Attacks on CPB, Udichi should also be tried

Published: 00:00, Oct 12,2018 | Updated: 22:50, Oct 11,2018

 
 

THE trial of the grenade attack that took place on August 21, 2004 on the then party in opposition Awami League and its leaders, a brutal action in view of the violence committed against a political party which left 24 people dead at a rally on Bangabandhu Avenue in Dhaka, finally crossed past its primary legal stage, with the court convicting the then state minister for home affairs, a former deputy minister and 17 others to death and the acting Bangladesh Nationalist Party chairman and 18 others to life imprisonment. The Dhaka Speedy Trial Tribunal 1, which tried both the cases — one for the murder and the other related to explosive substances — simultaneously, also sentenced the remaining 11 of the accused in the two cases to imprisonment for varying terms. The trial was a must in view of the rule of law and the furtherance of justice dispensation and it has finally happened, although in a very protracted manner, in 14 years, with changes in investigators a few times and the submission of three charge sheets, giving birth to some controversy.
The verdicts, quite obviously, elicited mixed political reactions. The Bangladesh Nationalist Party, which then presided over the government, rejected the verdicts claiming that the verdicts are a reflection of the government’s vindictiveness towards political rivals while the Awami League, which was the victim, largely welcomed them saying that the rule of law has been upheld. The prosecution which said that it was somewhat satisfied about the verdict would appeal for harsher punishment in few instances, the defence said that it was denied justice and would appeal against the verdicts. This is nothing but natural political reactions. We hope that higher courts, in the next phases of the trial that are left, would meticulously look into the grievances of both the political parties in question and would, finally, attend to the issues and deliver fairer, more credible judgements for the genuine furtherance of the rule of law.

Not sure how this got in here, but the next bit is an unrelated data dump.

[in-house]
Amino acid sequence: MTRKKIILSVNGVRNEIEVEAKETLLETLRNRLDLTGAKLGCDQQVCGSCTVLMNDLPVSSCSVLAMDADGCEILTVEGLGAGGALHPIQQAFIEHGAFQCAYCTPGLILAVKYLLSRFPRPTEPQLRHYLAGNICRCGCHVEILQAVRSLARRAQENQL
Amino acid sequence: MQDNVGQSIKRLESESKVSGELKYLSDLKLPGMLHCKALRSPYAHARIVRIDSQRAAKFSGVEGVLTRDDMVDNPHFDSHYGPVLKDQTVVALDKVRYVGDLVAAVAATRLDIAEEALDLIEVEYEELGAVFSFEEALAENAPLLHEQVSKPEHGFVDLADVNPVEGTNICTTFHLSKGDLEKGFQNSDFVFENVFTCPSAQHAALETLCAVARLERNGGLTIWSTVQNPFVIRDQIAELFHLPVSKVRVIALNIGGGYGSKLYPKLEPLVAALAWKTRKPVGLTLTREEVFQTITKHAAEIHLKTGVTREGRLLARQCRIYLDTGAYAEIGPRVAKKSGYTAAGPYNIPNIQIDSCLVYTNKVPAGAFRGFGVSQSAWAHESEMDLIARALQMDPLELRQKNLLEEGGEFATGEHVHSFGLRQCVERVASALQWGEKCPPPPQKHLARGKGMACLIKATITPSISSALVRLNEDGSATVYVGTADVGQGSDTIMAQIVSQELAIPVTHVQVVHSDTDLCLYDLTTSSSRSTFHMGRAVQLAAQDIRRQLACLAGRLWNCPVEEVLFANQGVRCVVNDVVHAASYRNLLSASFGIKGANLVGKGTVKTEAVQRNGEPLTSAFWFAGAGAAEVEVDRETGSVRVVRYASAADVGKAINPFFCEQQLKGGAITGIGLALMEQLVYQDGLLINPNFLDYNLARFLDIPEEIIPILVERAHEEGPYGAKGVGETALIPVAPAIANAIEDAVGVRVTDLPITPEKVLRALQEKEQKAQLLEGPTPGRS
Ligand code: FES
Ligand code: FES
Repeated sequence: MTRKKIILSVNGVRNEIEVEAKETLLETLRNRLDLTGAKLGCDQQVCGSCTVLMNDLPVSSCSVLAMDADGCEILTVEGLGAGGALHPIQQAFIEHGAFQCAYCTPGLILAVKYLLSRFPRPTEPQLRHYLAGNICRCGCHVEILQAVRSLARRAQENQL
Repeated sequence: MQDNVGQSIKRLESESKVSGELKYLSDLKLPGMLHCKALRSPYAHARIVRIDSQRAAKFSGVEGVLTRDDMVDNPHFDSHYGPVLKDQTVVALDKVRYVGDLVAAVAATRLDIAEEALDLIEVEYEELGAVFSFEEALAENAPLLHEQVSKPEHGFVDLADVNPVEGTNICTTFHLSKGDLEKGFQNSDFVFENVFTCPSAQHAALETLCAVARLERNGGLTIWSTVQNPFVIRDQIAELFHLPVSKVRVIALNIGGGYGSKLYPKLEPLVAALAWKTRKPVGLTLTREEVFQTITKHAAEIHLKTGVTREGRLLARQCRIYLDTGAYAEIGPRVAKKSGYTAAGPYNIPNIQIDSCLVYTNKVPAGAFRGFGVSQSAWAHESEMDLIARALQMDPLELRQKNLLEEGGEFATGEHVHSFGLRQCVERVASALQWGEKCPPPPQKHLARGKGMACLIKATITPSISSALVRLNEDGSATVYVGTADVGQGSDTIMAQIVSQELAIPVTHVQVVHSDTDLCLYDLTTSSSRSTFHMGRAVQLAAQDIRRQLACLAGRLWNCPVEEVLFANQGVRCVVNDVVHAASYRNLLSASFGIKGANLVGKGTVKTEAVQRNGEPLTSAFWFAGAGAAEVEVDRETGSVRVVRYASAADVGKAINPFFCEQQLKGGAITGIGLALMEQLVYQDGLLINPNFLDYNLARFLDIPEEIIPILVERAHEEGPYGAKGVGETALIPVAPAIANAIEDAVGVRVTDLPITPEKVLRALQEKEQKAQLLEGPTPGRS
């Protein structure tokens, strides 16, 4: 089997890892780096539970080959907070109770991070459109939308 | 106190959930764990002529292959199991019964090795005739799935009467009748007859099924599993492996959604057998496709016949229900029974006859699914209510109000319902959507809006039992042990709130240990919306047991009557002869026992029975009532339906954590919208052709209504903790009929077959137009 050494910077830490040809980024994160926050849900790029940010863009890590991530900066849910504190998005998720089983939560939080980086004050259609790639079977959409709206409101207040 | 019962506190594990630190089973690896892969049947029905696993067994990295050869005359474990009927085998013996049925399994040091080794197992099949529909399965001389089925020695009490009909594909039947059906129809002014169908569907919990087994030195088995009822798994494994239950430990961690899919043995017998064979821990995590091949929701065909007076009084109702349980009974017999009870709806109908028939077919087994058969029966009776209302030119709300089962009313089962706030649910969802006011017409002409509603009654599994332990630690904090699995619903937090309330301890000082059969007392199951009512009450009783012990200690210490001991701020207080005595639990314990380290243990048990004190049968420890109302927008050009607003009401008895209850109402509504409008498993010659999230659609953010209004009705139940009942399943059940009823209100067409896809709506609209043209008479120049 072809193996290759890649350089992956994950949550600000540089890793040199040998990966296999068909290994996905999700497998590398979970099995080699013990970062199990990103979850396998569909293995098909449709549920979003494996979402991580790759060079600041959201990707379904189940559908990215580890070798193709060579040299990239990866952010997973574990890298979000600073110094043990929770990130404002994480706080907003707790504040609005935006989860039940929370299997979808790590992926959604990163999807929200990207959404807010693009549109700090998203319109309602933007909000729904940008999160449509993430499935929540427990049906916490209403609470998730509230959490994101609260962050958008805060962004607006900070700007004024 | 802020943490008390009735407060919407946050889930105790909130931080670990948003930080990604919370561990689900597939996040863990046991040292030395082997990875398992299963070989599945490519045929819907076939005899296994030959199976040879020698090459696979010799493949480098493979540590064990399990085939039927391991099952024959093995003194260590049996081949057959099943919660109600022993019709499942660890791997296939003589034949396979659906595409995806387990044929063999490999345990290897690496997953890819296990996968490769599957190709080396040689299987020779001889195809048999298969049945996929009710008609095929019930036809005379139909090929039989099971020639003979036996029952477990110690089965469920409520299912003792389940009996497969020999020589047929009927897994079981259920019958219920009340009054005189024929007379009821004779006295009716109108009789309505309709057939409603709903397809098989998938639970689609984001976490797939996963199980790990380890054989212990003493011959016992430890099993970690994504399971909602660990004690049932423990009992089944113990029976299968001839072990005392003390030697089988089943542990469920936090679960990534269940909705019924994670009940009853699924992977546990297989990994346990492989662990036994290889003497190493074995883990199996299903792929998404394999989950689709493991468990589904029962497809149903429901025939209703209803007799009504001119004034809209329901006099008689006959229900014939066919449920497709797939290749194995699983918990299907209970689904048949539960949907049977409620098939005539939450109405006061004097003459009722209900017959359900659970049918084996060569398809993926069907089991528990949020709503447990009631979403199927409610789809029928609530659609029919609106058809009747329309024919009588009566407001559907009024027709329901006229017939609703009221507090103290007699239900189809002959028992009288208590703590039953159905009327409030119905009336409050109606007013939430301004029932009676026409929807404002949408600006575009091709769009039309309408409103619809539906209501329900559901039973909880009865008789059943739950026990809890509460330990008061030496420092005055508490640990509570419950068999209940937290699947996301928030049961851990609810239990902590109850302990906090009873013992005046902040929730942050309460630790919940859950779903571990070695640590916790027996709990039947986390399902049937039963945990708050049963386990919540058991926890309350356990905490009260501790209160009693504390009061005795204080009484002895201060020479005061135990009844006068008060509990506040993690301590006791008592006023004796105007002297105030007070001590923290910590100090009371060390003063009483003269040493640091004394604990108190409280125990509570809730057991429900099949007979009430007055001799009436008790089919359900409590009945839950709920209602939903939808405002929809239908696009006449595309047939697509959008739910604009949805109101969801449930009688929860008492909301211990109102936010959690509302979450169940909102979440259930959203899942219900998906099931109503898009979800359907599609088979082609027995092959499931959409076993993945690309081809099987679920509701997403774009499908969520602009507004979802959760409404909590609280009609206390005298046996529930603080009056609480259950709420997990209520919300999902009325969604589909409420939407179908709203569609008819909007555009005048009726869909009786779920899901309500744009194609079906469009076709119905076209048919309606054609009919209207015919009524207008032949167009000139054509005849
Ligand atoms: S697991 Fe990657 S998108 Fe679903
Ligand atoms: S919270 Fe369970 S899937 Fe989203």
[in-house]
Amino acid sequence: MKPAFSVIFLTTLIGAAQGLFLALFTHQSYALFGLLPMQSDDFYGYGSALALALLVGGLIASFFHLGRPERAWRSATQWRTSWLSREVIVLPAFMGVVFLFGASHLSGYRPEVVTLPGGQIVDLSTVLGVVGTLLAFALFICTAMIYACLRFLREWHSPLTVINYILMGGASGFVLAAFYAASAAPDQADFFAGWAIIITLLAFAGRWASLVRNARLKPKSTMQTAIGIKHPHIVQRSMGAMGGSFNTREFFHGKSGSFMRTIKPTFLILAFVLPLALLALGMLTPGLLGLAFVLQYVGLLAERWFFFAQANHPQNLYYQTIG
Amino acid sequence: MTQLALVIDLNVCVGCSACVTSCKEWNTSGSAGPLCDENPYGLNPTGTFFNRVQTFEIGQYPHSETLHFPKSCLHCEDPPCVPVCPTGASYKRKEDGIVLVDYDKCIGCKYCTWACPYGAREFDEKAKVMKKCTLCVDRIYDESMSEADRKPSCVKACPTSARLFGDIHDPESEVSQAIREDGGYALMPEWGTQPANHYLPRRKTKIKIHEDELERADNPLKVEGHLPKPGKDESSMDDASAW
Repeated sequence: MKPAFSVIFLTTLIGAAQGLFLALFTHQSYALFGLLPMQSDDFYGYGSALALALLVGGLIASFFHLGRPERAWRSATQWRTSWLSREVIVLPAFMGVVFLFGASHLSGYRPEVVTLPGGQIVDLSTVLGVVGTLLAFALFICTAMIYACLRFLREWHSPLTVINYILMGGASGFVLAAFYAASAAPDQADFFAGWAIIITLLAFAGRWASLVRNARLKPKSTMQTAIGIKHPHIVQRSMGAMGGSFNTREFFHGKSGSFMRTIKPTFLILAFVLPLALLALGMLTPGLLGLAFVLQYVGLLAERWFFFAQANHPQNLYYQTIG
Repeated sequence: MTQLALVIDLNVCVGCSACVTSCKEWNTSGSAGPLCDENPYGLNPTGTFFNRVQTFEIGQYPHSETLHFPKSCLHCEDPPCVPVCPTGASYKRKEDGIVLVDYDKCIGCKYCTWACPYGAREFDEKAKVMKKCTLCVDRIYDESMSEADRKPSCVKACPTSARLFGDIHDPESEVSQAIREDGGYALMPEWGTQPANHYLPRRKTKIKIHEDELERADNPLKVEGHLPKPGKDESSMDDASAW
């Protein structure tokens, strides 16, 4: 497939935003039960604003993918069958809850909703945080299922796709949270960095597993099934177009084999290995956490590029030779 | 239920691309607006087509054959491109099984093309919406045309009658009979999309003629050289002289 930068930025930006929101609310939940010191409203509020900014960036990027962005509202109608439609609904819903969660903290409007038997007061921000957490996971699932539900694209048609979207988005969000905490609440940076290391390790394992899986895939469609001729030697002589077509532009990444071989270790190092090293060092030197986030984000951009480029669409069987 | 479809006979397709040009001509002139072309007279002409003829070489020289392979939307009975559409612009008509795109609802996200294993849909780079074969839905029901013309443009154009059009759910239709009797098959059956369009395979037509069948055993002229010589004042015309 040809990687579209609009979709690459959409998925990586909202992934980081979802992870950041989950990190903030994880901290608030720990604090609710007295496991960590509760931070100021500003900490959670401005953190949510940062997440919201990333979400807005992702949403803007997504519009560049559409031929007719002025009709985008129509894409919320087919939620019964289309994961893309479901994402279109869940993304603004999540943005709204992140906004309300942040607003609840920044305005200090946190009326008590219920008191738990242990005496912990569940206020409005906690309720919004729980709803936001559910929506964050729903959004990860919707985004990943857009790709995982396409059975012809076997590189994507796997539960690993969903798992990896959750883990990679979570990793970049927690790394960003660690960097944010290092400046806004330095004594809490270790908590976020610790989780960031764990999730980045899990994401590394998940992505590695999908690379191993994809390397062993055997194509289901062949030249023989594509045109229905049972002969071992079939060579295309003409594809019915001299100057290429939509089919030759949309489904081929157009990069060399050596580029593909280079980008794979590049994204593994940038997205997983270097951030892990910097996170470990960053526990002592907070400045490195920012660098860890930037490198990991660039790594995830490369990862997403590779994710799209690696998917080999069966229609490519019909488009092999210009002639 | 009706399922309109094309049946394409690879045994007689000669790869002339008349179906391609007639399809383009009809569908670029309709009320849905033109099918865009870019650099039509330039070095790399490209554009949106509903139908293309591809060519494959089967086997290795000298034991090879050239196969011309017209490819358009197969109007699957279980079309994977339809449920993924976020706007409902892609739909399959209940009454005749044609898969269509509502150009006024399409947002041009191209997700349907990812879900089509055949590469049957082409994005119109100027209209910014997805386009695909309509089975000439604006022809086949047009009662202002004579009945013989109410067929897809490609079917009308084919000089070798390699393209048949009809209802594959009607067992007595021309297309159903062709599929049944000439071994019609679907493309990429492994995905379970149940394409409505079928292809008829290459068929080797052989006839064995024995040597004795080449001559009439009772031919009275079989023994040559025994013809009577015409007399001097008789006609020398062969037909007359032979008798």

But what remains rueful is the protracted proceedings, on all fronts, from investigation to the charge sheet submission, with the investigation, and the story, real and fictitious, about it, changing again and again with changes in ruling quarters. The introduction of Mohammad Jamal, also known as Judge Miah, made to confess to carrying out the attack, by the police administration of the day, the coming up of Harkat-ul-Jihad-al-Islami commander Mufti Abdul Hannan after his arrest in October 2005 on the scenes and two of the investigators later coming to be named accused in the cases all had roles in delaying the trial. However, as far as the verdict of the trial court is concerned, it is gravely concerning that the perpetrators of the heinous crimes succeeded to use different organisations of the state not only in carrying out the violent crimes but also to save the skins of the alleged criminals. Such a use of the state machinery to perpetrate the crimes and cover up the criminals is ominous and the government, as manager of the state, should never give indulgence to such an abuse of state power.
We, meanwhile, hope that the government will run the investigation and trial of the bomb attack on the Udichi Shilpigoshthi in the Jessore Town Hall ground in 1999, which left five people dead on the spot, and the grenade attack on a Communist Party of Bangladesh rally in Paltan Maidan in Dhaka in January 2001, which left four dead on the spot and another in hospital.

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